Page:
I was struck by the determined, almost wilfully blind optimism in an article titled 'Making prison work, once and for all'. It refers to the situation in the UK, but it's equally applicable here in the USA. Here's an excerpt.
The prison population of England and Wales is 85,641, compared to 44,246 in 1993. Reoffending rates are 25.4 per cent. And according to the National Audit Office, reoffending costs us the equivalent of staging another Olympic Games every year.
So what can we do about it? Well, to quote another famous saying from 1990s politics: education, education, education. 2016 has got to be the year we talk seriously about skills development for high-risk populations, in prisons and after prison.
. . .
Prisoners are some of society’s most marginalised and vulnerable people, and many were let down by the education system as children. Obviously, there are dangerous criminals who belong behind bars, but there are others who, with the right rehabilitation and support, could go on to make a positive contribution to society. Making sure they have the skills to work rather than revert to crime is at the core of that.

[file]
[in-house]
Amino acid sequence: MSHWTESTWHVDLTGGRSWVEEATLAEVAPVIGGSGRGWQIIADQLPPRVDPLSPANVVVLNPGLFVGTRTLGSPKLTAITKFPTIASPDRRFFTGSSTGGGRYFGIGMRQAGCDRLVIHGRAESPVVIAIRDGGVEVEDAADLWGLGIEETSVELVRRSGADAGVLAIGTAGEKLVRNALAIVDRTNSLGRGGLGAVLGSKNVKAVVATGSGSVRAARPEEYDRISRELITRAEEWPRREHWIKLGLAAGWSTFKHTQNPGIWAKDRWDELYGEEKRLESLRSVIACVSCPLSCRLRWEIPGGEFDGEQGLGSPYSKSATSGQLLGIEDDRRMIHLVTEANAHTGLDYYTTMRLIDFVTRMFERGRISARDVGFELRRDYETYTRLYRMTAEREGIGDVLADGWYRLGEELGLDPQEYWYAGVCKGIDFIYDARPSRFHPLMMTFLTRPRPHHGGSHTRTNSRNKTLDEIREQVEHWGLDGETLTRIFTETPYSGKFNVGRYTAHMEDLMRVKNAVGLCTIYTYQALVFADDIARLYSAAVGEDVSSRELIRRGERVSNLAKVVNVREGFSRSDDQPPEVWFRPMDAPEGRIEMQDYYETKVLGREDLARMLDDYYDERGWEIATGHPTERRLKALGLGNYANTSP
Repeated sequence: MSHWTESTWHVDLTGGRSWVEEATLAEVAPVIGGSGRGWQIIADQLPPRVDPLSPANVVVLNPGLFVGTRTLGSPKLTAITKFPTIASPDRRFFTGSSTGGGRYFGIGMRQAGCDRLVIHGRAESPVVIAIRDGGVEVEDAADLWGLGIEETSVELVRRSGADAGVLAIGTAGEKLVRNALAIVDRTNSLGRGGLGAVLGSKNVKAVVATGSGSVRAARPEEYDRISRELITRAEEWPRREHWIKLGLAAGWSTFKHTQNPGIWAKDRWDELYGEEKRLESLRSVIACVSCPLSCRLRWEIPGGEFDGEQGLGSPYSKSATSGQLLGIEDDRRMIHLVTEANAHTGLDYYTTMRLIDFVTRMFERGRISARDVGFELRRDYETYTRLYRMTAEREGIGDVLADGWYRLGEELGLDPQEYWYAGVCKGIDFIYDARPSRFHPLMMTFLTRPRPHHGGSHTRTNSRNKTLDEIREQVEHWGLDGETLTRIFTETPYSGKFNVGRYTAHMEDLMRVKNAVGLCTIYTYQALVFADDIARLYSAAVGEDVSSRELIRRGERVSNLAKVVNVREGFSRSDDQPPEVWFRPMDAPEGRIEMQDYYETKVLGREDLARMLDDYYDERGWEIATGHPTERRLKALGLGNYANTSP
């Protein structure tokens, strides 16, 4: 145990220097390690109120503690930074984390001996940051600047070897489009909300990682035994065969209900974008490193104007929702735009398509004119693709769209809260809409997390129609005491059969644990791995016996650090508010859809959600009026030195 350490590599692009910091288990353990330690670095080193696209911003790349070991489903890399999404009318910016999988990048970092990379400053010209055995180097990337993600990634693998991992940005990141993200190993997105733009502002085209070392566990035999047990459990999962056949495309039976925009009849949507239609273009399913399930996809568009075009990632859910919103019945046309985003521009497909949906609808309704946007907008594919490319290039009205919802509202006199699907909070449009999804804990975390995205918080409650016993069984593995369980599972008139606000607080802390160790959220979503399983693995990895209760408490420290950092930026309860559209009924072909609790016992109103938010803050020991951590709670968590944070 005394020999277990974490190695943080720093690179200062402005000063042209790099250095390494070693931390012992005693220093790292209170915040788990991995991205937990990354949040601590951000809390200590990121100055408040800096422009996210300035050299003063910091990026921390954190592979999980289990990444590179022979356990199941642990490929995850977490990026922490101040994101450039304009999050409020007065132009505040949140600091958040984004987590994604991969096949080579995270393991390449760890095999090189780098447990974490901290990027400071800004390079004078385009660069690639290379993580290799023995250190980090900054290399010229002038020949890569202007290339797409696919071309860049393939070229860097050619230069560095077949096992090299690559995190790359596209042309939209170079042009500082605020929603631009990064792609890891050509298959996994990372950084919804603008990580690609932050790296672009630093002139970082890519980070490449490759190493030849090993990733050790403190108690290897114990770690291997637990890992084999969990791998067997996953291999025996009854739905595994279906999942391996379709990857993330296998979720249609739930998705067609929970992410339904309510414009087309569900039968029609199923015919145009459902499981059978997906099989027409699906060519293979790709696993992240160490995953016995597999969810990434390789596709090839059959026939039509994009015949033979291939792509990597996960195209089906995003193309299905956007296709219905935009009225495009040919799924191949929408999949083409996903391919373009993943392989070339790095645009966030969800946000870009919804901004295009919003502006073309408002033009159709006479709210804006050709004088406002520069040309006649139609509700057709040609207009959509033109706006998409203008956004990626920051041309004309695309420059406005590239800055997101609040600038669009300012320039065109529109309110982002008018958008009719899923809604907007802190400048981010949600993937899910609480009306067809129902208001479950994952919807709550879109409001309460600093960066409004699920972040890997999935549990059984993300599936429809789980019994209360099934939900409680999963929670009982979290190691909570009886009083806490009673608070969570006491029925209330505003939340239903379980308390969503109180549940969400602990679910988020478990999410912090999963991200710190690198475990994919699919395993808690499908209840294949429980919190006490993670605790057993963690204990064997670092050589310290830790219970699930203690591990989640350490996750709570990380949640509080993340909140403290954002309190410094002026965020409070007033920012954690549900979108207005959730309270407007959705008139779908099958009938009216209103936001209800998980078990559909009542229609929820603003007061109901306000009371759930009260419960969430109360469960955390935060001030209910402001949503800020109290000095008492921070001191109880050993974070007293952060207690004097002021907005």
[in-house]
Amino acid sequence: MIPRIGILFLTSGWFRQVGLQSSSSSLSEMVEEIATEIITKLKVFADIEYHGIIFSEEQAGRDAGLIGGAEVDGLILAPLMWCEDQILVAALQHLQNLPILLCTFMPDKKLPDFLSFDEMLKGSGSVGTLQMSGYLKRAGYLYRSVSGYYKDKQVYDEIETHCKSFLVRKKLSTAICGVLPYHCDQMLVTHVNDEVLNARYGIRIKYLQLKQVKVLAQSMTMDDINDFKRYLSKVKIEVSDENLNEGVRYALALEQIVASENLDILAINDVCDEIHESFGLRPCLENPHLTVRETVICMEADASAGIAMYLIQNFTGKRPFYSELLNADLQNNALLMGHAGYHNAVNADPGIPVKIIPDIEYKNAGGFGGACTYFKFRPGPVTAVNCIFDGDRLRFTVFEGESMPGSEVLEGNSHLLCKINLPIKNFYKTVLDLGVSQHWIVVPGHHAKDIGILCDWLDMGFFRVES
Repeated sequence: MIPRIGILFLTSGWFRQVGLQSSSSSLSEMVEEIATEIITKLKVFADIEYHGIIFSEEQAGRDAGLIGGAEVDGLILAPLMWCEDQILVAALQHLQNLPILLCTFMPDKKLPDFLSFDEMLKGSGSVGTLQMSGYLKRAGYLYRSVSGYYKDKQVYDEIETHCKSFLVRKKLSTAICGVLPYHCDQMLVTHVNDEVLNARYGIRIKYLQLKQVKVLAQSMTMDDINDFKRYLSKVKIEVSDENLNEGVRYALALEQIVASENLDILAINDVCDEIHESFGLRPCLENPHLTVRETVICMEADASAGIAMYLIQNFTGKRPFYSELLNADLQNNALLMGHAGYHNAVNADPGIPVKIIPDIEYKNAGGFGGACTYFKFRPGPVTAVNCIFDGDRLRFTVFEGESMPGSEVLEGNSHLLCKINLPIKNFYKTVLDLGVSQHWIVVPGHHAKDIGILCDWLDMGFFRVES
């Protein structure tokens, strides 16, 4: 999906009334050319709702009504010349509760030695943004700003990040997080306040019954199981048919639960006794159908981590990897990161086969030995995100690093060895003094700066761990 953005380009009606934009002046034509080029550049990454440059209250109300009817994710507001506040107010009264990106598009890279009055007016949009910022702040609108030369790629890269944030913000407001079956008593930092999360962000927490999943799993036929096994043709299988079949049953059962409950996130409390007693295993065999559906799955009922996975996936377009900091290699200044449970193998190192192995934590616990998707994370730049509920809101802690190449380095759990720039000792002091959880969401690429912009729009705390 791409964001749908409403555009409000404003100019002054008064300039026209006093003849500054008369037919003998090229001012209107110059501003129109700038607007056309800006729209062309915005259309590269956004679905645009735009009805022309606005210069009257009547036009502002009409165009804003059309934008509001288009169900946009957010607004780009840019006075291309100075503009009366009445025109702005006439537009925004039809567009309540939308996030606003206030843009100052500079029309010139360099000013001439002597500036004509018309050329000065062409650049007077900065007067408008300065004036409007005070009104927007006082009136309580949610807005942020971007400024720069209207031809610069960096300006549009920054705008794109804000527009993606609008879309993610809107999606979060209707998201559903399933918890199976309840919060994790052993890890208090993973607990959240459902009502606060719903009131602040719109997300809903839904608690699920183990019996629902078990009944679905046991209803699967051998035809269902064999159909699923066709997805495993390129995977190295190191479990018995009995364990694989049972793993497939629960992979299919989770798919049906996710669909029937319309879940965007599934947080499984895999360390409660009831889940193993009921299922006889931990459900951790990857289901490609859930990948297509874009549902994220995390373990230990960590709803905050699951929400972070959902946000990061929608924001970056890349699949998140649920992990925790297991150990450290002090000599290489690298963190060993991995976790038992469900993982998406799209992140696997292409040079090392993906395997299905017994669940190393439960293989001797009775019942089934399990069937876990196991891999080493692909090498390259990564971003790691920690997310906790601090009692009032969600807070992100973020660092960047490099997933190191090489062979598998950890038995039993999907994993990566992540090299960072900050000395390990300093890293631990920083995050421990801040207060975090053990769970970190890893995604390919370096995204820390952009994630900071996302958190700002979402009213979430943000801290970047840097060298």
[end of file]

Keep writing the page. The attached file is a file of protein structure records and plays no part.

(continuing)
Unfortunately some of the public prefers the "lock 'em up; throw away the key" mentality. After reports that Gove was considering bringing tablets into prisons – which the Ministry of Justice is looking into, but not confirmed – a newspaper letter writer commented that they’d only recently been able to afford an iPad. "I have never committed a crime," they wrote. "Perhaps that is where I have gone wrong".
There's more at the link.
The trouble is, this analysis is altogether too facile. It's not just that there are some "dangerous criminals who belong behind bars"; it's that so many criminals have no intention of reforming. It's too easy to make a living by stealing, dealing drugs, pimping, and so on. I wrote about this in my memoir of prison chaplaincy. The recidivism rate among US convicts is approximately 70% over five years - in other words, more than two-thirds of former prisoners will re-offend within five years of being released from incarceration. Some of that is certainly due to those concerned being unable to find a job and/or support themselves, but a lot of it is simply because they want to continue in their criminal lifestyle. They enjoy it. They find 'honest living' boring and unfulfilling. I suppose it's a bit like a top racing driver who suddenly finds himself retired and unable to drive on public roads as he did in the past on race tracks. He'd be bored stiff.
I'm afraid no amount of education or opportunity in the incarceration phase of the criminal justice system can compensate for that reality.